INTERNATIONAL: MEDIA OWNER PROFILE; Electrical giant aims to take CBS back to the top position

Westinghouse’s Michael Jordan has ambitious plans for the US network. Richard Cook reports

Westinghouse’s Michael Jordan has ambitious plans for the US network.

Richard Cook reports

CBS/Westinghouse owns the largest television and radio broadcaster in

the US and runs one of the country’s ten largest cable TV

marketing/distribution groups. It is the network of Walter Cronkite and

Bill Cosby and now it is ‘coming fourth in a three-horse race’,

according to analysts.

This jibe is aimed at the fact that, although there are only three

recognised TV networks in the US - ABC, NBS and CBS - the progress made

by Rupert Murdoch’s Fox Television, a would-be fourth network, has been

considerable. Things aren’t actually that bad for CBS yet, but in the

cut-throat world of US network TV, CBS is increasingly finding itself

cast as the perennial loser.

The network has been ranked last for the past three seasons in terms of

primetime ratings. It has the oldest audience profile of the three

networks and is the most downmarket. ABC has led the pack in ratings

terms, with NBC snapping at its heels and able, with shows like Friends,

to offer advertisers a youthful demographic.

In contrast, CBS has looked increasingly out of shape and moribund. Its

flagship programme - one of the few time-slots it does win against the

other two networks - is the less than inspiring Doctor Quinn Medicine

Woman, and that is on Saturday nights, traditionally less important for

advertisers. This season’s network hopes are resting on a US remake of

the UK’s One Foot in the Grave, starring Bill Cosby in the Victor

Meldrew role and toned down for transatlantic sensibilities.

At the root of the great network’s problems is the existing corporate

structure and the legacy left by its former chairman, the mostly

unlamented Laurence Tisch, who is remembered as a man who managed to

trim costs, but to the detriment of diversification. CBS remains the

top-ten media company with the narrowest portfolio of media interests.

Heavily US-dominated, that portfolio includes the CBS networks in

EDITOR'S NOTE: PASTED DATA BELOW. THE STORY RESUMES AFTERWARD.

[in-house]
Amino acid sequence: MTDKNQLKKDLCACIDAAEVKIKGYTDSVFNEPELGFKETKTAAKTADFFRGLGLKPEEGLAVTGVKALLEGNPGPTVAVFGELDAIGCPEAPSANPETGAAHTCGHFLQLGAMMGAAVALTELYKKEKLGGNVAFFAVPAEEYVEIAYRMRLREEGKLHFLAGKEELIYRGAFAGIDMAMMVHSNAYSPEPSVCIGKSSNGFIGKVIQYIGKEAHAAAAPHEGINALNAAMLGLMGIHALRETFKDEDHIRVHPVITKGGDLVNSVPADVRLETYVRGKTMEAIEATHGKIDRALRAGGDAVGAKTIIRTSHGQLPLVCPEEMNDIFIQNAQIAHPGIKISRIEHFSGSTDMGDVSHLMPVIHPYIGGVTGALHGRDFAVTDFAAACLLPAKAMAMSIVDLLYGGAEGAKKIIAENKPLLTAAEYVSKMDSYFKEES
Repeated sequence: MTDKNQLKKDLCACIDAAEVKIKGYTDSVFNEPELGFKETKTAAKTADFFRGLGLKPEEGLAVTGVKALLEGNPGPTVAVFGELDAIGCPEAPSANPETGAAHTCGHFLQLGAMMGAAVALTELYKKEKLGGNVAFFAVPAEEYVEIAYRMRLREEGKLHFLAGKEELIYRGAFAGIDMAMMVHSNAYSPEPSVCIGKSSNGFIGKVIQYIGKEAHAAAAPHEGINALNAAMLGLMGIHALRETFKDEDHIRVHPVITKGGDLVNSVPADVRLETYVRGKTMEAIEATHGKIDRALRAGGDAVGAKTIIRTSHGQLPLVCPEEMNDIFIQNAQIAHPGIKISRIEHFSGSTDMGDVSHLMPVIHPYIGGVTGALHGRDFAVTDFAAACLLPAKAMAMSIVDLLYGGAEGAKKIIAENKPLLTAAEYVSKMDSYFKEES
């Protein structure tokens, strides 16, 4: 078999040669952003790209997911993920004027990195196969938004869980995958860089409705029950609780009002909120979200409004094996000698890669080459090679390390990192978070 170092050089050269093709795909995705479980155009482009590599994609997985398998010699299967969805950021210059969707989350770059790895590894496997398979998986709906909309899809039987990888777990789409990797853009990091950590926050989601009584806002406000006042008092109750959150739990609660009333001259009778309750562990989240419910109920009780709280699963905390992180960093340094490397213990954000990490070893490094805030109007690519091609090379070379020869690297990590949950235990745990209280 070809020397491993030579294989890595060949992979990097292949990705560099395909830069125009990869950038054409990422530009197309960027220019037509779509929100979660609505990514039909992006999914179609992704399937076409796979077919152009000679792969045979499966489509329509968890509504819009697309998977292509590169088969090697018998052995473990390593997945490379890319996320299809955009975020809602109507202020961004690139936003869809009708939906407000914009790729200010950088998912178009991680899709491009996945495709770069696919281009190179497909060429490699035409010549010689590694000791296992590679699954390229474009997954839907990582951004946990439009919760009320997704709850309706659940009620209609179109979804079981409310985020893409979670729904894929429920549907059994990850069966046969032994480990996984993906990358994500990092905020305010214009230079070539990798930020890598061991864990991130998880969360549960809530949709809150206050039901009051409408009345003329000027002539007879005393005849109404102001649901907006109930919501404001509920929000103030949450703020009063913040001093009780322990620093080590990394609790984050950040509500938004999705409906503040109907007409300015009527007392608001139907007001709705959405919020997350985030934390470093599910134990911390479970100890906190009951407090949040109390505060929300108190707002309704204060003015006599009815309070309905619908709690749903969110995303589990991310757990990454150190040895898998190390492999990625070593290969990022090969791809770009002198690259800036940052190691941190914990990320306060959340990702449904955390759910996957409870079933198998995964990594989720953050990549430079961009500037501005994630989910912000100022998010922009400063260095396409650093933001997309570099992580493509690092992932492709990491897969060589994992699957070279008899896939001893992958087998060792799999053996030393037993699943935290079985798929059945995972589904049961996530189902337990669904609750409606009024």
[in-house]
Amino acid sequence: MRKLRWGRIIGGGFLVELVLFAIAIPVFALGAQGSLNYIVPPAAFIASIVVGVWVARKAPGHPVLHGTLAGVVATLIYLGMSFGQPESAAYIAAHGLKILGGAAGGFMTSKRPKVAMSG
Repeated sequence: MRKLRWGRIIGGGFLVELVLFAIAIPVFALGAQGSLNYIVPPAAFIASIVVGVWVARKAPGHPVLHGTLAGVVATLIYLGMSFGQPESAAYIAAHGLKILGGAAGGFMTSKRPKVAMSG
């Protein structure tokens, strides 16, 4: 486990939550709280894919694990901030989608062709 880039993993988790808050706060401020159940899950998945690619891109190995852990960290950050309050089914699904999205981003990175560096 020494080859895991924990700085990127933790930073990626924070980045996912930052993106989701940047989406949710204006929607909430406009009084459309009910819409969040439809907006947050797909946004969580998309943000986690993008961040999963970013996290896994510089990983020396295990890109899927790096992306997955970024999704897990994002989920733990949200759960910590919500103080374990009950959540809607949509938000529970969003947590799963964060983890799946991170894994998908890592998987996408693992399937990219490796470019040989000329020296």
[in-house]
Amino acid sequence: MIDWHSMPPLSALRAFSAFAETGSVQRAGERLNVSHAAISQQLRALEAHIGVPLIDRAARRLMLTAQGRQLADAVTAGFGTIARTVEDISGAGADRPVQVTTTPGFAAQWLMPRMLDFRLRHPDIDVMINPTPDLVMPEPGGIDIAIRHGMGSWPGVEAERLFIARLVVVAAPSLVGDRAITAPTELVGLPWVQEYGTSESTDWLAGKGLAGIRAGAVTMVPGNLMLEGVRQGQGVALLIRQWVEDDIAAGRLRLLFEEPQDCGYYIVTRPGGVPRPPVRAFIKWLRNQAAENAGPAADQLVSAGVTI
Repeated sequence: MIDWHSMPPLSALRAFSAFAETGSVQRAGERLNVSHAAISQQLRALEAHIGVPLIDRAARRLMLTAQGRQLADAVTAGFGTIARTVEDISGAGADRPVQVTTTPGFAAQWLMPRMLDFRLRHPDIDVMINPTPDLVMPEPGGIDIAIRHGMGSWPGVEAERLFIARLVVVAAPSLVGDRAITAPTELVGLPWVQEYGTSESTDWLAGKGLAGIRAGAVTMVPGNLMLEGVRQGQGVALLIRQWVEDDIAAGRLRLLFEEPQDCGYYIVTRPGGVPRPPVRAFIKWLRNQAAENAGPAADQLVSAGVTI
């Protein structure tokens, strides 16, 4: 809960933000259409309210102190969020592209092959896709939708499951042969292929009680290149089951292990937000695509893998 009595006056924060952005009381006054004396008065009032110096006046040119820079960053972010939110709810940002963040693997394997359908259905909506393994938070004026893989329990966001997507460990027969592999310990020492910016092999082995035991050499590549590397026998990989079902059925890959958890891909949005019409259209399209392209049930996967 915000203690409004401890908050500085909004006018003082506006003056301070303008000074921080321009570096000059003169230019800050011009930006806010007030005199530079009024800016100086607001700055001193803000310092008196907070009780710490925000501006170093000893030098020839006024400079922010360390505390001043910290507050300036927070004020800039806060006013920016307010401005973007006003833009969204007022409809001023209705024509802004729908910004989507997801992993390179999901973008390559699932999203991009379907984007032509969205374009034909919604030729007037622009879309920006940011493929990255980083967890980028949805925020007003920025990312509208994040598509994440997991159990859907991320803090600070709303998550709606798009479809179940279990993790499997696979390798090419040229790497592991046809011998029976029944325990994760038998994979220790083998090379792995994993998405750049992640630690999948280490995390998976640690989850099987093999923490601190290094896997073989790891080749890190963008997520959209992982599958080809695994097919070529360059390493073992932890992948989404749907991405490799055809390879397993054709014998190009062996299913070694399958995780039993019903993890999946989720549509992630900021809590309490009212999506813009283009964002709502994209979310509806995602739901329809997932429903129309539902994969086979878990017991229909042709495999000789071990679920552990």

television and radio, and not much else.

First things first: in a media world where the pecking order is being

established not just by the size of your owner’s pockets, but also by

what synergistic benefits their ownership can have, CBS is in an

unfortunate position. ABC, through its tie-up with Walt Disney, became

the first network with a Hollywood-based corporate parent and

consequently assumed a position of enormous strength. When the deal goes

through, ABC should, for example, be able to persuade some of the top

movie talent to parade their charms on TV.

More important even than that, however, is the fact that ABC is now in a

position to take advantage of synergistic benefits to pay for more than

the traditional investment in programming. ABC has a whole range of

back-end opportunities, from programme syndication through product

licensing and cable sales, and it can pay more for programmes. It no

longer relies on what revenues can be raised through advertising. The

networks currently pay around dollars 1 million per hour episode, but

that is likely to change. ABC could spend twice that and make its money

back from the network run and foreign sales.

NBC doesn’t have anything like Disney’s resources, but it does have a

number of cable operations and has branched out into international

channels and online services - all of which would be able to help share

the programming cost. In fact, NBC purchased long-term rights to the

Olympic Games for more than dollars 1 billion this year, citing these